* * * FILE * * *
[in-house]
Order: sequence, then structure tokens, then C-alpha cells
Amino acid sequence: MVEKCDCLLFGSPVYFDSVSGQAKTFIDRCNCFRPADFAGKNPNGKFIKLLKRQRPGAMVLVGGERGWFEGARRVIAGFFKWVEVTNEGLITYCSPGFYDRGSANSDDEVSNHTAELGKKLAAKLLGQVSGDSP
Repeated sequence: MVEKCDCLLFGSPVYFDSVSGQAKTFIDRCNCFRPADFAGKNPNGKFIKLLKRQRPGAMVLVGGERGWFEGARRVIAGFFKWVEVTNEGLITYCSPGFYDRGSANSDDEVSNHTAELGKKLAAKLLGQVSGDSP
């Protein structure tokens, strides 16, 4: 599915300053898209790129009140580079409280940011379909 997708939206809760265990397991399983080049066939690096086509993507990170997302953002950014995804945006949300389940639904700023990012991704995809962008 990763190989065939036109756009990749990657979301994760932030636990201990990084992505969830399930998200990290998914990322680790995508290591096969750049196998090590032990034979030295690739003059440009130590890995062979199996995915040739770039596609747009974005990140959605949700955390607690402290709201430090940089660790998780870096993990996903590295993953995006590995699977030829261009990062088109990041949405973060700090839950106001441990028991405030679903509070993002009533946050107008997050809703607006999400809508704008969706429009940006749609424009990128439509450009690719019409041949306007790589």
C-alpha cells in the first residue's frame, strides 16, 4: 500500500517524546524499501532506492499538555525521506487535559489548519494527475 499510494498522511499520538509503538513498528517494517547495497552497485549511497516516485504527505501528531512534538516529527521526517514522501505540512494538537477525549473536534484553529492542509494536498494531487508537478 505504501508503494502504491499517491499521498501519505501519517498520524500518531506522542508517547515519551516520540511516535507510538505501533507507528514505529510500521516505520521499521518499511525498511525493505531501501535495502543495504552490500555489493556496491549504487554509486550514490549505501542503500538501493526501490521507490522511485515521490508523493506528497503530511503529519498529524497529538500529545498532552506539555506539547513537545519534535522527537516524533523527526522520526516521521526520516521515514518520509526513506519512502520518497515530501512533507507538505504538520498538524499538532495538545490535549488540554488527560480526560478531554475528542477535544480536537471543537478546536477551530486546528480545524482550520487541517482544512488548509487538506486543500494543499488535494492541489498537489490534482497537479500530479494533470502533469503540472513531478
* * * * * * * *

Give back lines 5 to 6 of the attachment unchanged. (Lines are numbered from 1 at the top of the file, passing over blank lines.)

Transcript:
């Protein structure tokens, strides 16, 4: 599915300053898209790129009140580079409280940011379909 997708939206809760265990397991399983080049066939690096086509993507990170997302953002950014995804945006949300389940639904700023990012991704995809962008 990763190989065939036109756009990749990657979301994760932030636990201990990084992505969830399930998200990290998914990322680790995508290591096969750049196998090590032990034979030295690739003059440009130590890995062979199996995915040739770039596609747009974005990140959605949700955390607690402290709201430090940089660790998780870096993990996903590295993953995006590995699977030829261009990062088109990041949405973060700090839950106001441990028991405030679903509070993002009533946050107008997050809703607006999400809508704008969706429009940006749609424009990128439509450009690719019409041949306007790589």
C-alpha cells in the first residue's frame, strides 16, 4: 500500500517524546524499501532506492499538555525521506487535559489548519494527475 499510494498522511499520538509503538513498528517494517547495497552497485549511497516516485504527505501528531512534538516529527521526517514522501505540512494538537477525549473536534484553529492542509494536498494531487508537478 505504501508503494502504491499517491499521498501519505501519517498520524500518531506522542508517547515519551516520540511516535507510538505501533507507528514505529510500521516505520521499521518499511525498511525493505531501501535495502543495504552490500555489493556496491549504487554509486550514490549505501542503500538501493526501490521507490522511485515521490508523493506528497503530511503529519498529524497529538500529545498532552506539555506539547513537545519534535522527537516524533523527526522520526516521521526520516521515514518520509526513506519512502520518497515530501512533507507538505504538520498538524499538532495538545490535549488540554488527560480526560478531554475528542477535544480536537471543537478546536477551530486546528480545524482550520487541517482544512488548509487538506486543500494543499488535494492541489498537489490534482497537479500530479494533470502533469503540472513531478